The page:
These return to play guidelines includes:

1. No activity - a recovery stage with complete physical and cognitive rest. This means no exercise or sports, but can also mean not going to school, or having a shortened day. This is a time to get lots of rest, get plenty of sleep, and eat well.

2. Light aerobic exercise to increase their heart rate (keep to less than 70% of maximum predicted heart rate), including walking, light jogging, swimming, or stationary cycling, but no resistance training.

3. Sport-specific exercise to add movement, such as skating drills or running drills, moderate jogging, brief running, moderate-intensity stationary cycling, but no head impact activities.

 4. Non-contact training drills to raise exercise, coordination, and cognitive load, including progression to more complex training drills and resistance training, sprinting and running, high-intensity stationary cycling.

5. Full contact practice to restore confidence and assess functional skills and following medical clearance may participate in normal training activities

6. Return to play

Keep in mind that you shouldn't move to the next stage until you are symptom free, which can keep some kids in the "no activity" stage for several days or longer.  And if the athlete develops symptoms while doing any of the stages, they should drop back to the previous stage and try again. Concussion symptoms should not come back during or after any of the exercises or activities during these return to play stages.

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Tips for a Safe and Fun Halloween

Posted by Shelly
Shelly
Shelly Nalbone is a Pediatric Nurse Practitioner who has worked with children fo
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on Thursday, October 10 2013
in General Info

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Halloween is an exciting time of year for kids, and to help ensure they have a safe holiday, here are some tips from the American Academy of Pediatrics (AAP).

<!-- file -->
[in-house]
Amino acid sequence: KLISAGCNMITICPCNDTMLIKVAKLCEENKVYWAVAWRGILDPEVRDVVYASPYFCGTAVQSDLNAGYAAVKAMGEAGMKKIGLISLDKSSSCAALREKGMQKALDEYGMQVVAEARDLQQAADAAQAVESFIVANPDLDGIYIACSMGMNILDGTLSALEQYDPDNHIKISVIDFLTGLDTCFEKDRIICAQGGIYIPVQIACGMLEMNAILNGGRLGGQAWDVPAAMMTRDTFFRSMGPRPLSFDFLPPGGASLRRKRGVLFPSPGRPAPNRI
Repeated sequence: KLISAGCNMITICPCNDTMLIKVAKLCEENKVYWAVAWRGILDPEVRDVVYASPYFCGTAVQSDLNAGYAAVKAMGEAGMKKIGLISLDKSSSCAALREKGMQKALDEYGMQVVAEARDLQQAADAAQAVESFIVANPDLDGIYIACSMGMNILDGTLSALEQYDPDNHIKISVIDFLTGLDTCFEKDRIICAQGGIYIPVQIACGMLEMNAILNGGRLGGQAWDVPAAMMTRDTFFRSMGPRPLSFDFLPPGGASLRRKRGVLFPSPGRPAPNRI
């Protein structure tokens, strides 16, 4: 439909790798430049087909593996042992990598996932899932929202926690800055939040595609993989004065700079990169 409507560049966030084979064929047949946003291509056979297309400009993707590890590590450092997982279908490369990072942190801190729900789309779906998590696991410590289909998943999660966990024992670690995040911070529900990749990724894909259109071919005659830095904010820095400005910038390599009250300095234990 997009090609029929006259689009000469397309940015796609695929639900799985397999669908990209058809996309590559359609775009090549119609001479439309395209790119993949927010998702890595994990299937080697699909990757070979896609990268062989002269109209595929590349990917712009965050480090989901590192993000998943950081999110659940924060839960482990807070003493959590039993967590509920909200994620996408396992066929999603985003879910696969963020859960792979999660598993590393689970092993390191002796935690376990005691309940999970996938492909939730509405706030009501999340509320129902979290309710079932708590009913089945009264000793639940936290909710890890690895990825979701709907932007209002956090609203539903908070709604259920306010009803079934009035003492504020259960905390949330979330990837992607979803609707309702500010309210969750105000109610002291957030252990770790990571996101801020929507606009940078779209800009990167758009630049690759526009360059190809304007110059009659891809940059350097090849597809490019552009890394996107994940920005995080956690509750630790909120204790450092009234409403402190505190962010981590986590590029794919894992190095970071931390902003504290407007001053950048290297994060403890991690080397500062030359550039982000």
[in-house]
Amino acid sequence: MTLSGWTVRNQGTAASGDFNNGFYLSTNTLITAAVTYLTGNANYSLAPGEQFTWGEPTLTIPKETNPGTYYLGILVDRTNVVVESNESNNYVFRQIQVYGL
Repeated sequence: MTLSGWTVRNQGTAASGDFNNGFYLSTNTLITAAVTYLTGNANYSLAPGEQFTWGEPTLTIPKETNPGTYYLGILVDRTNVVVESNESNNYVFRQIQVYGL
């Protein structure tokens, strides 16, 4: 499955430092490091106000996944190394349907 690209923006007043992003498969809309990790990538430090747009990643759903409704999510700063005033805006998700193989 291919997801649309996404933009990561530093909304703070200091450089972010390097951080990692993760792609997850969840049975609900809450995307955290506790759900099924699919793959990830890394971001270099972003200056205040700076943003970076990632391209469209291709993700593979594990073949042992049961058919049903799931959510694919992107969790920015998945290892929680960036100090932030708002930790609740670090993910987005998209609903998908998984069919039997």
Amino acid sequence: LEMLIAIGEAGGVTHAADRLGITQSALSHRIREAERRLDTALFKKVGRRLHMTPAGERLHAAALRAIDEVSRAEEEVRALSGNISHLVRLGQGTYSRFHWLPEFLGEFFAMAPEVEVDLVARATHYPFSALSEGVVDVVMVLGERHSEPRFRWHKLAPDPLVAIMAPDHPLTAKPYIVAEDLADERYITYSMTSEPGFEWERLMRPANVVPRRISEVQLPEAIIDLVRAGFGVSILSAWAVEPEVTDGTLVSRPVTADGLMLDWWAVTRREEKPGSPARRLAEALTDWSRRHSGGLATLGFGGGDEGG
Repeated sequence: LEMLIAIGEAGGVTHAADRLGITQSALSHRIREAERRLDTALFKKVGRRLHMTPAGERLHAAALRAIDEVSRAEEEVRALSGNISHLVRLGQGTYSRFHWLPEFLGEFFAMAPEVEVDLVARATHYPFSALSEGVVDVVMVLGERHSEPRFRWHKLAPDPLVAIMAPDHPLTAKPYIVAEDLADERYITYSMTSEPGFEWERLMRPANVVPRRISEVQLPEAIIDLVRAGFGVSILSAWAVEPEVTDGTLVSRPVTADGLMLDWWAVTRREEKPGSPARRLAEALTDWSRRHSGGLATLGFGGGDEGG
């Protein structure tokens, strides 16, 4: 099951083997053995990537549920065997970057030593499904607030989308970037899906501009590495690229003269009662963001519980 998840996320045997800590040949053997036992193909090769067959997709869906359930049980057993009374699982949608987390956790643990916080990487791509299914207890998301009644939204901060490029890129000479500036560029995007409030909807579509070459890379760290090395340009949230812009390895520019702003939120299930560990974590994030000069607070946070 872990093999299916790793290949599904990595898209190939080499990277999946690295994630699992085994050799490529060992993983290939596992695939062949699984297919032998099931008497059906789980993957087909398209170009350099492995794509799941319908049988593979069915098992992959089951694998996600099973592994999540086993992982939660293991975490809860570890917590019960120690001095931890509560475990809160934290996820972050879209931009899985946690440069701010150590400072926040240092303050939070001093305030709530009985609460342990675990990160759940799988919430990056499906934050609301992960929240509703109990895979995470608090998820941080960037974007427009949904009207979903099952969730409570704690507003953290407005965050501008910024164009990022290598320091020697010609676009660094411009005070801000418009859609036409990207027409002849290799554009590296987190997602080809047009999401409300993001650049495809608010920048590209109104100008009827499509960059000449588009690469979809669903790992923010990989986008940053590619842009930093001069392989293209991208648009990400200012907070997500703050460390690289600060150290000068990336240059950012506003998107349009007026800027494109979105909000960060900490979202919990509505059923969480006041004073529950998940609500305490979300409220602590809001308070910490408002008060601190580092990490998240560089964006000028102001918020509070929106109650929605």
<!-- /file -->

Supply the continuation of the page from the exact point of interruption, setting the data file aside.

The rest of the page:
ALL DRESSED UP:

  • Plan costumes that are bright and reflective. Make sure that shoes fit well and that costumes are short enough to prevent tripping, entanglement or contact with flame.
  • Consider adding reflective tape or striping to costumes and Trick-or-Treat bags for greater visibility.
  • Because masks can limit or block eyesight, consider non-toxic makeup and decorative hats as safer alternatives. Hats should fit properly to prevent them from sliding over eyes.
  • When shopping for costumes, wigs and accessories look for and purchase those with a label clearly indicating they are flame resistant.
  • If a sword, cane, or stick is a part of your child's costume, make sure it is not sharp or too long. A child may be easily hurt by these accessories if he stumbles or trips.
  • Obtain flashlights with fresh batteries for all children and their escorts.
  • Do not use decorative contact lenses without an eye examination and a prescription from an eye care professional. While the packaging on decorative lenses will often make claims such as “one size fits all,” or “no need to see an eye specialist,” obtaining decorative contact lenses without a prescription is both dangerous and illegal. This can cause pain, inflammation, and serious eye disorders and infections, which may lead to permanent vision loss.
  • Teach children how to call 9-1-1 (or their local emergency number) if they have an emergency or become lost.

CARVING A NICHE:

  • Small children should never carve pumpkins. Children can draw a face with markers.  Then parents can do the cutting.
  • Consider using a flashlight or glow stick instead of a candle to light your pumpkin. If you do use a candle, a votive candle is safest.
  • Candlelit pumpkins should be placed on a sturdy table, away from curtains and other flammable objects, and should never be left unattended.

HOME SAFE HOME:

  • To keep homes safe for visiting trick-or-treaters, parents should remove from the porch and front yard anything a child could trip over such as garden hoses, toys, bikes and lawn decorations.
  • Parents should check outdoor lights and replace burned-out bulbs.
  • Wet leaves should be swept from sidewalks and steps.
  • Restrain pets so they do not inadvertently jump on or bite a trick-or-treater.

ON THE TRICK-OR-TREAT TRAIL:

  • A parent or responsible adult should always accompany young children on their neighborhood rounds.